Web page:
Readers may find previous posts on Judges here:
|Judging and perceiving (1)||Judging and perceiving (2-Othniel, Ehud, Shamgar)|
|Judging and perceiving (3-Deborah)||Judging and perceiving (4-Gideon, Abimelech)|
|Judging and perceiving (5-Jephthah)|
Whereas Othniel, Ehud, and Deborah appear to have acknowledged God’s role, human might was also integral in their stories, to the point that one begins to question the people’s allegiance to the One Deliverer. The Deborah/Barak “song of victory,” for example, allows a place for the Lord of Hosts, but the Hebrew people almost appear to be boastful rather than grateful. With Gideon, a mixture of faith and fear was in evidence. Abimelech was a blight in Israel’s history, showing nothing good at all. The Jepththah story is starkly tragic. And next, the inimitable Samson.
In the case of Samson, I perceive a descent, by an order of magnitude, into selfish foolishness. No matter how bloody Gideon’s aftermath, or how horrific the sacrifice of Jephthah’s daughter, I see Samson as worse. Despite his bravery and military heroism, he was pathetically human, with primary loyalty to his own needs and ego. Here are a few things we can see in this character’s story:
- Devotion (parents dedicated him, Nazir vow)
- Orientation to a cause (defeating the Philistines)
- Vengeful bloodthirst for vindication (for self or God?)
- Weakness (when lust for women came into the picture)
- Faith (regarded, in the end, by God)
We humans can readily become too excited about things that are relatively unimportant, or pay homage to things over than God. We pay rapt attention to, or become consumed by, unimportant things while ignoring the eternally significant. As I will illustrate in a related essay soon, humanity has always problems with lack of hindsight, foresight, insight, and prioritization. In short, we sometimes don’t perceive and judge or assess things rightly. The Israelites surely did that, and Samson did it in the extreme. Overall, the Israelites’ faithless downfalls may be starkly seen in the time of the Judges. I might frame all this as misplaced allegiance: for example, to Deborah over God, to victory over the Victor, to human strength or decision over God’s provision.
Speaking of allegiance
I frequently do battle with the creeping influence of Americanisn—a philosophy I find to have taken hold within the minds and hearts of a great many sincere, even studied Christian believers. (Actually, Mr. Americanism ain’t creepin’ no mo! . . . he done crept in and made hisself a home!) Allegiance to the U.S.A. is a topic too large for my scope here; it deserves more than a mention. I would be remiss, too, in an essay on priorities and allegiance, if I didn’t briefly address loyalty to denominations. At least in my mind, denominational partisanship is a more manageable, even simplistic topic than nationalism. Simply to denominate (to name) isn’t inherently sinful, but to have an organization that comes between a believer and his allegiance to God must be called out. Some denominations are more hierarchical than others, but it’s not the ones with the top-down mentality that do all the damage. What are we to think of Joel Osteen’s followers, for instance? Are they better, in the end, than the Scientology cult or the Mormon organization? Even grassroots loyalty that fosters subservience to dogma and clergy in relatively egalitarian organizations can be very damaging.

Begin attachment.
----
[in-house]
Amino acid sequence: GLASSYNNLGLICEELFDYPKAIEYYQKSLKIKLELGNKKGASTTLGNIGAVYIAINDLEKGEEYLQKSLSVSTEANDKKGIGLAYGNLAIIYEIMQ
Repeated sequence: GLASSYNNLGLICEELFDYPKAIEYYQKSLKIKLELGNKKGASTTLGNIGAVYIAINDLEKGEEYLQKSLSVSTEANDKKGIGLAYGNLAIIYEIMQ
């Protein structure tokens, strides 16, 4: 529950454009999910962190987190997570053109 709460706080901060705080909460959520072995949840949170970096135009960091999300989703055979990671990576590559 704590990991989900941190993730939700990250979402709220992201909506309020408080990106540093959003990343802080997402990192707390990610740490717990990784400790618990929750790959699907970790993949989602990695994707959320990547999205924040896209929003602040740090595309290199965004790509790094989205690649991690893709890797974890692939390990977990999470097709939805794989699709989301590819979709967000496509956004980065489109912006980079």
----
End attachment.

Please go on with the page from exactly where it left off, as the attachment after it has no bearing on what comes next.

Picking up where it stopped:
Further, we ought to reject and repudiate other loyalty-grabbers such as lodges and secret societies. As children, we might have secret handshakes or passwords for fun, but when this stuff escalates into adulthood, the potential is frightening. While Satanism or Wicca are blatant and to be avoided, we shouldn’t wink at the insidious potential of Freemasonry. The Masonic influence in history is the stuff of legend, documentary, and conspiracy theory, but it is not to be ignored. No God-respecting Christian should pledge allegiance to the Masons, or to the Mormon President, or to any other Lord or group. The influence of such groups in society may be mixed, but the influence on the individual soul who has pledged to Jesus as Lord is compromising and devastating.
What does this have to do with Samson? It’s but a tangent as I observe how the Hebrews’ loyalties were torn from the One who should have been their only God.
B. Casey, Aug. 26 – Sep. 22, 2019